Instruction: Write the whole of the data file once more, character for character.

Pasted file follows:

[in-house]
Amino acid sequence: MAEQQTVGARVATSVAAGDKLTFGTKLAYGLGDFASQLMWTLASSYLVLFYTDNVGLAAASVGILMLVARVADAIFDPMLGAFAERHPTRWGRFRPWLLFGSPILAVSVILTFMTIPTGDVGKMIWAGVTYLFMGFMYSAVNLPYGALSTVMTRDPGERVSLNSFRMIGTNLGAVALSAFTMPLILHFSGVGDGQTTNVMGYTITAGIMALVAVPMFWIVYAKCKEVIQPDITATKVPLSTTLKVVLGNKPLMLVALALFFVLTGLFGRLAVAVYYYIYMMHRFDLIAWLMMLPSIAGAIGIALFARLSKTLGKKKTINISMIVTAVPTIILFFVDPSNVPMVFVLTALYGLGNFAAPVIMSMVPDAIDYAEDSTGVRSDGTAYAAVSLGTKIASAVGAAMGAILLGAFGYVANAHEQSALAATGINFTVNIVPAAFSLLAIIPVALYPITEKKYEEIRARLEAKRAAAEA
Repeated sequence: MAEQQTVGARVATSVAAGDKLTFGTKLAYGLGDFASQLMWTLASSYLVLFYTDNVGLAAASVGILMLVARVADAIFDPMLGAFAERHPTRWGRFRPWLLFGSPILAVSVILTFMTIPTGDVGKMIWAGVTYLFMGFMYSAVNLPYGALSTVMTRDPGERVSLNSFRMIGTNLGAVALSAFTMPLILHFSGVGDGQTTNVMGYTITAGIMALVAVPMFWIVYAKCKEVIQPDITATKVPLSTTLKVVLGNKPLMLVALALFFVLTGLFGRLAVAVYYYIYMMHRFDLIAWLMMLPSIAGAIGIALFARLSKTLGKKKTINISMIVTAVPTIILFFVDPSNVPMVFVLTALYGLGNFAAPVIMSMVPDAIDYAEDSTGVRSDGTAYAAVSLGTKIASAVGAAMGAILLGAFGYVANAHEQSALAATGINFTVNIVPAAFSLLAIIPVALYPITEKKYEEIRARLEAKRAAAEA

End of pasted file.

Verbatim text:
[in-house]
Amino acid sequence: MAEQQTVGARVATSVAAGDKLTFGTKLAYGLGDFASQLMWTLASSYLVLFYTDNVGLAAASVGILMLVARVADAIFDPMLGAFAERHPTRWGRFRPWLLFGSPILAVSVILTFMTIPTGDVGKMIWAGVTYLFMGFMYSAVNLPYGALSTVMTRDPGERVSLNSFRMIGTNLGAVALSAFTMPLILHFSGVGDGQTTNVMGYTITAGIMALVAVPMFWIVYAKCKEVIQPDITATKVPLSTTLKVVLGNKPLMLVALALFFVLTGLFGRLAVAVYYYIYMMHRFDLIAWLMMLPSIAGAIGIALFARLSKTLGKKKTINISMIVTAVPTIILFFVDPSNVPMVFVLTALYGLGNFAAPVIMSMVPDAIDYAEDSTGVRSDGTAYAAVSLGTKIASAVGAAMGAILLGAFGYVANAHEQSALAATGINFTVNIVPAAFSLLAIIPVALYPITEKKYEEIRARLEAKRAAAEA
Repeated sequence: MAEQQTVGARVATSVAAGDKLTFGTKLAYGLGDFASQLMWTLASSYLVLFYTDNVGLAAASVGILMLVARVADAIFDPMLGAFAERHPTRWGRFRPWLLFGSPILAVSVILTFMTIPTGDVGKMIWAGVTYLFMGFMYSAVNLPYGALSTVMTRDPGERVSLNSFRMIGTNLGAVALSAFTMPLILHFSGVGDGQTTNVMGYTITAGIMALVAVPMFWIVYAKCKEVIQPDITATKVPLSTTLKVVLGNKPLMLVALALFFVLTGLFGRLAVAVYYYIYMMHRFDLIAWLMMLPSIAGAIGIALFARLSKTLGKKKTINISMIVTAVPTIILFFVDPSNVPMVFVLTALYGLGNFAAPVIMSMVPDAIDYAEDSTGVRSDGTAYAAVSLGTKIASAVGAAMGAILLGAFGYVANAHEQSALAATGINFTVNIVPAAFSLLAIIPVALYPITEKKYEEIRARLEAKRAAAEA